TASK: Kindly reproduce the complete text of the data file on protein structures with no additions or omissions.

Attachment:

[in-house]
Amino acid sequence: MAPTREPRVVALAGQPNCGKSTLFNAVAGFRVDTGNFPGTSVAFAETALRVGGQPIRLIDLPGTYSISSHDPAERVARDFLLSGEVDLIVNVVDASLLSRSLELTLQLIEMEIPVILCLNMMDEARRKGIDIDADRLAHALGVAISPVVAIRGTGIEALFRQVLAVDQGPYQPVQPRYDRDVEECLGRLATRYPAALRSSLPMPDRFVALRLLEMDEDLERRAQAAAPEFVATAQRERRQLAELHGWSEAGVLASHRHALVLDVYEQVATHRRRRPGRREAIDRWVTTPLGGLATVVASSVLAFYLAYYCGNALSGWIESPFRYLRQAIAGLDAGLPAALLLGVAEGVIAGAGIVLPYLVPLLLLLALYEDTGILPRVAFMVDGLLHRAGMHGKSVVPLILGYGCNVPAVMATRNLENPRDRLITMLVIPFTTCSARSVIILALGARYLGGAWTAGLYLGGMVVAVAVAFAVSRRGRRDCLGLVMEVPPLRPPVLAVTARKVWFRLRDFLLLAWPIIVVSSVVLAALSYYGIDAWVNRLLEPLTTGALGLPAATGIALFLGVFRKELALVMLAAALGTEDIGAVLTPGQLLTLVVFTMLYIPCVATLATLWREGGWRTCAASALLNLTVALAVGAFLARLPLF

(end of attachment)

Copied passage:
[in-house]
Amino acid sequence: MAPTREPRVVALAGQPNCGKSTLFNAVAGFRVDTGNFPGTSVAFAETALRVGGQPIRLIDLPGTYSISSHDPAERVARDFLLSGEVDLIVNVVDASLLSRSLELTLQLIEMEIPVILCLNMMDEARRKGIDIDADRLAHALGVAISPVVAIRGTGIEALFRQVLAVDQGPYQPVQPRYDRDVEECLGRLATRYPAALRSSLPMPDRFVALRLLEMDEDLERRAQAAAPEFVATAQRERRQLAELHGWSEAGVLASHRHALVLDVYEQVATHRRRRPGRREAIDRWVTTPLGGLATVVASSVLAFYLAYYCGNALSGWIESPFRYLRQAIAGLDAGLPAALLLGVAEGVIAGAGIVLPYLVPLLLLLALYEDTGILPRVAFMVDGLLHRAGMHGKSVVPLILGYGCNVPAVMATRNLENPRDRLITMLVIPFTTCSARSVIILALGARYLGGAWTAGLYLGGMVVAVAVAFAVSRRGRRDCLGLVMEVPPLRPPVLAVTARKVWFRLRDFLLLAWPIIVVSSVVLAALSYYGIDAWVNRLLEPLTTGALGLPAATGIALFLGVFRKELALVMLAAALGTEDIGAVLTPGQLLTLVVFTMLYIPCVATLATLWREGGWRTCAASALLNLTVALAVGAFLARLPLF